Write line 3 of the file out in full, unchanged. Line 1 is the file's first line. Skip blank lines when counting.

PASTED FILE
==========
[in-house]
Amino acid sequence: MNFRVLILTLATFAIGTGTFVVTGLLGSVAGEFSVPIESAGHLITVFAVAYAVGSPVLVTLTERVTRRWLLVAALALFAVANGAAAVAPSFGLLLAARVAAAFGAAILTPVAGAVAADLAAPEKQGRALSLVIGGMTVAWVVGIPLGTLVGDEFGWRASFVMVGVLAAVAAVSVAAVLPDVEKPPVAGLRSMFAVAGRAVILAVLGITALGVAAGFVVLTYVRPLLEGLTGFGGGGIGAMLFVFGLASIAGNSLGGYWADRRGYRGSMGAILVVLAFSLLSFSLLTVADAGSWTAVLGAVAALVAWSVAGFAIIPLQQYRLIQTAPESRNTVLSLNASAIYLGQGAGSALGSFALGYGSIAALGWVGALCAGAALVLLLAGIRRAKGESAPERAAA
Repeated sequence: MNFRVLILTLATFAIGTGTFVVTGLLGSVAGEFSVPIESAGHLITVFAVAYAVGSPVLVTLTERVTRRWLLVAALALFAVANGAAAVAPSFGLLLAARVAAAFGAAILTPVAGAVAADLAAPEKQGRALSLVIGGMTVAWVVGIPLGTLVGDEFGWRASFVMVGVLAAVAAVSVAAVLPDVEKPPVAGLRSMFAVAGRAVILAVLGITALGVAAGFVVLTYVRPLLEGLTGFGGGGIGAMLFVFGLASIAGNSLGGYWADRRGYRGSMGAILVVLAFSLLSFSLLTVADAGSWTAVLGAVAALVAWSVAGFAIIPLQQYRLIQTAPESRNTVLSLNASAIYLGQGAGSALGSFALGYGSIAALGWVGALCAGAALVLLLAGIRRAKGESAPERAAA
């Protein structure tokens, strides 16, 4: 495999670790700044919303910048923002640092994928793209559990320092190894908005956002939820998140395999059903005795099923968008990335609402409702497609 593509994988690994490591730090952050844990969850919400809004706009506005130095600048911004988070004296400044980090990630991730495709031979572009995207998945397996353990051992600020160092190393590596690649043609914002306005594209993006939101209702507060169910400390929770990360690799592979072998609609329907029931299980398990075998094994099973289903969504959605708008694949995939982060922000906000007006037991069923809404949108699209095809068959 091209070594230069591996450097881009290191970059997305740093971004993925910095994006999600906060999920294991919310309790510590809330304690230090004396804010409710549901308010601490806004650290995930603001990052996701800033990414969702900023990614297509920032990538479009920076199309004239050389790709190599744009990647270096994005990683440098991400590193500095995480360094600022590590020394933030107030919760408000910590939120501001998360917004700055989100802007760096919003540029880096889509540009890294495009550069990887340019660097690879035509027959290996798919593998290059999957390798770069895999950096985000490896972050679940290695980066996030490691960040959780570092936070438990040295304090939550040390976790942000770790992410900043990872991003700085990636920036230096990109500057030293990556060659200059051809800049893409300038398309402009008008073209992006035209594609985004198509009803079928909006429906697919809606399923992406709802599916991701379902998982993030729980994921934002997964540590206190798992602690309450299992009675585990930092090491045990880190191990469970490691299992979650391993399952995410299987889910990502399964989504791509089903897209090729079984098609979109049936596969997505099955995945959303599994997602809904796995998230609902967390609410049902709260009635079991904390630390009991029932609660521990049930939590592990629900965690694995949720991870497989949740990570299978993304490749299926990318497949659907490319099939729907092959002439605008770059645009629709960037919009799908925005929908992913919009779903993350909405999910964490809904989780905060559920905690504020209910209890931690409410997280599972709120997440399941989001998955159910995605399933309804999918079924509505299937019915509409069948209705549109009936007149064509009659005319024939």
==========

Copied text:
Repeated sequence: MNFRVLILTLATFAIGTGTFVVTGLLGSVAGEFSVPIESAGHLITVFAVAYAVGSPVLVTLTERVTRRWLLVAALALFAVANGAAAVAPSFGLLLAARVAAAFGAAILTPVAGAVAADLAAPEKQGRALSLVIGGMTVAWVVGIPLGTLVGDEFGWRASFVMVGVLAAVAAVSVAAVLPDVEKPPVAGLRSMFAVAGRAVILAVLGITALGVAAGFVVLTYVRPLLEGLTGFGGGGIGAMLFVFGLASIAGNSLGGYWADRRGYRGSMGAILVVLAFSLLSFSLLTVADAGSWTAVLGAVAALVAWSVAGFAIIPLQQYRLIQTAPESRNTVLSLNASAIYLGQGAGSALGSFALGYGSIAALGWVGALCAGAALVLLLAGIRRAKGESAPERAAA